Digitalization and Regionalization
Aktualisiert: 10. Juni 2019
What will be the effects of trends such as regionalization or digitalization on logistics and global trade? The effects of the trends strongly differ and do not affect all industries equally. In some cases, digitalization replaces the physical flow of goods by digital flows (e.g. films, games, books and magazines). Relatedly, the emergence of online platforms such as Upwork, Amazon’s MTurk, Slack, Skype, and others enable a digital market for talent and teamwork across the globe. These effects of digitalization will lead to less transportation. E-commerce, in contrast, will most likely increase transportation as it generates new demand for physical goods and services (consider Ebay, Amazon, or Alibaba).
Regionalization, i.e. giving preference to products and services produced locally, is a trend we currently observe in the food industry and a few others. This trend certainly has the potential to reduce transport.
However, when designing policies and regulations that shall encourage regionalization across a variety of industries, we need to be careful. Such regulations are designed with the best intentions and targeted at solving one problem. However, they may unexpectedly cause another problem.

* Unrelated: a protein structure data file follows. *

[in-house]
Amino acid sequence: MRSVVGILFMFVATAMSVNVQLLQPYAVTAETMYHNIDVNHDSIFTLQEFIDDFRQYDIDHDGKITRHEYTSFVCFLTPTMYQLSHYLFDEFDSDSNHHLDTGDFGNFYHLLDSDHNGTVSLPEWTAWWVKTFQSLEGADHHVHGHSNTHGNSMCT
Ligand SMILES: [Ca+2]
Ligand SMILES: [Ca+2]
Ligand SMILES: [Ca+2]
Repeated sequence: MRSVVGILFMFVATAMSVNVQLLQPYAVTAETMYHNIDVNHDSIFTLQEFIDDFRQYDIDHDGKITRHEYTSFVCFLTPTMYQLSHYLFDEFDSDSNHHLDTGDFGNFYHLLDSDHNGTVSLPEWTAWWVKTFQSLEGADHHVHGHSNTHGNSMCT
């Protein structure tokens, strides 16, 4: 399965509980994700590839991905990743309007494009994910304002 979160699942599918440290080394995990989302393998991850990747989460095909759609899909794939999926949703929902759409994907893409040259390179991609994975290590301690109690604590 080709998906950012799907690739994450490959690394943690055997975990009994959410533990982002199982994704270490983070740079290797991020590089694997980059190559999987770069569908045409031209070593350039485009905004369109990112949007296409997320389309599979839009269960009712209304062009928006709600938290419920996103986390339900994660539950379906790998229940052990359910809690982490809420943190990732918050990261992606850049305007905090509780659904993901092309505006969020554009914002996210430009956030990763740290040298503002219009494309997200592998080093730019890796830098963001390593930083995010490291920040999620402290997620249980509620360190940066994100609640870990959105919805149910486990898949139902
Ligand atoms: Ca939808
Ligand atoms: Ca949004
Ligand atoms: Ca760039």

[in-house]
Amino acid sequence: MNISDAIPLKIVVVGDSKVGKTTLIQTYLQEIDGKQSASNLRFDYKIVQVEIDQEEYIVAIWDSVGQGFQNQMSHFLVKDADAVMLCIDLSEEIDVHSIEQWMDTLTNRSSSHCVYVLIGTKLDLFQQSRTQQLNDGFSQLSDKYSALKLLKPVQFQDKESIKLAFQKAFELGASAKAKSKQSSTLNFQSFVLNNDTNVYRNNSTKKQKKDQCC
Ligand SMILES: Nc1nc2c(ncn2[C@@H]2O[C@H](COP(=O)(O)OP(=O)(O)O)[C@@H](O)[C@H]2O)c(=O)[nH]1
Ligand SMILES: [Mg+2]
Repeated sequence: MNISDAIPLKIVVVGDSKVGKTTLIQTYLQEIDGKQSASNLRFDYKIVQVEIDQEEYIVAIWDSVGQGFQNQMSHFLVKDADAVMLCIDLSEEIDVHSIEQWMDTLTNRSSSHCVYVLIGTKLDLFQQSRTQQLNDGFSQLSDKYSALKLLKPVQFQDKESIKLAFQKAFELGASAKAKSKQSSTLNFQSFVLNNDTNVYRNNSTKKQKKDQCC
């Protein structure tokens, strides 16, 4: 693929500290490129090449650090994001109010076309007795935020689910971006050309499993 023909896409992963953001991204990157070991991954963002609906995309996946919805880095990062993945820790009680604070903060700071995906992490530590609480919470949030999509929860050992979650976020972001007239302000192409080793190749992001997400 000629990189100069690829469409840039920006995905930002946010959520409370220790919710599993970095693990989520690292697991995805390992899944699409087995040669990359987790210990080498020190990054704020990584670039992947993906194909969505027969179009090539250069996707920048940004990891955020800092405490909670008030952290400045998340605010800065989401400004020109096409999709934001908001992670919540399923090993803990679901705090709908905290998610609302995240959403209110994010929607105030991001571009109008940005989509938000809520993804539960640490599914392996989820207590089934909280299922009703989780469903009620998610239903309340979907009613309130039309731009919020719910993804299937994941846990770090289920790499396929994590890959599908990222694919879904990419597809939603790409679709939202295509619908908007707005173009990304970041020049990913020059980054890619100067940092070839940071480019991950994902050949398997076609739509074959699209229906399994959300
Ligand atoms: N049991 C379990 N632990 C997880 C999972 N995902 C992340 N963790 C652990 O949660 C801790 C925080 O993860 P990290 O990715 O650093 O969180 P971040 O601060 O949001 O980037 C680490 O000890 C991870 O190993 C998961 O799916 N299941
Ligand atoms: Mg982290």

Consider the fashion and apparel industry. Fashion companies heavily rely on fabrics and finished items produced in Asia (China, Bangladesh and so forth). It is possible to shift their production to other countries that are closer to the point of sale. For instance, for most European countries, Eastern Europe would probably be a geographically ‘nearer’ target market.[i] However, this would imply that goods that are currently shipped using large container vessels that can carry up to 28.000 containers will then need to be transported using inland waterways, rail or road. Inland waterways require small vessels. One train can carry 50 containers and one truck only one. Hence, if trade volumes remain constant, chances are that GHG emissions from transport increase rather than decrease because of lower batch sizes and associated increased transport frequencies – despite shorter distances. Not to speak of available capacities for within continent transport…
[i] Manyika, J., J. Bughin, S. Lund, O. Nottebohm, D. Poulter, S. Jauch, and S. Ramaswamy. "Global Flows in a Digital Age: How Trade, Finance, People, and Data Connect the World Economy." edited by Mc Kinsey Global Institute. New York, NY: McKinsey, 2014.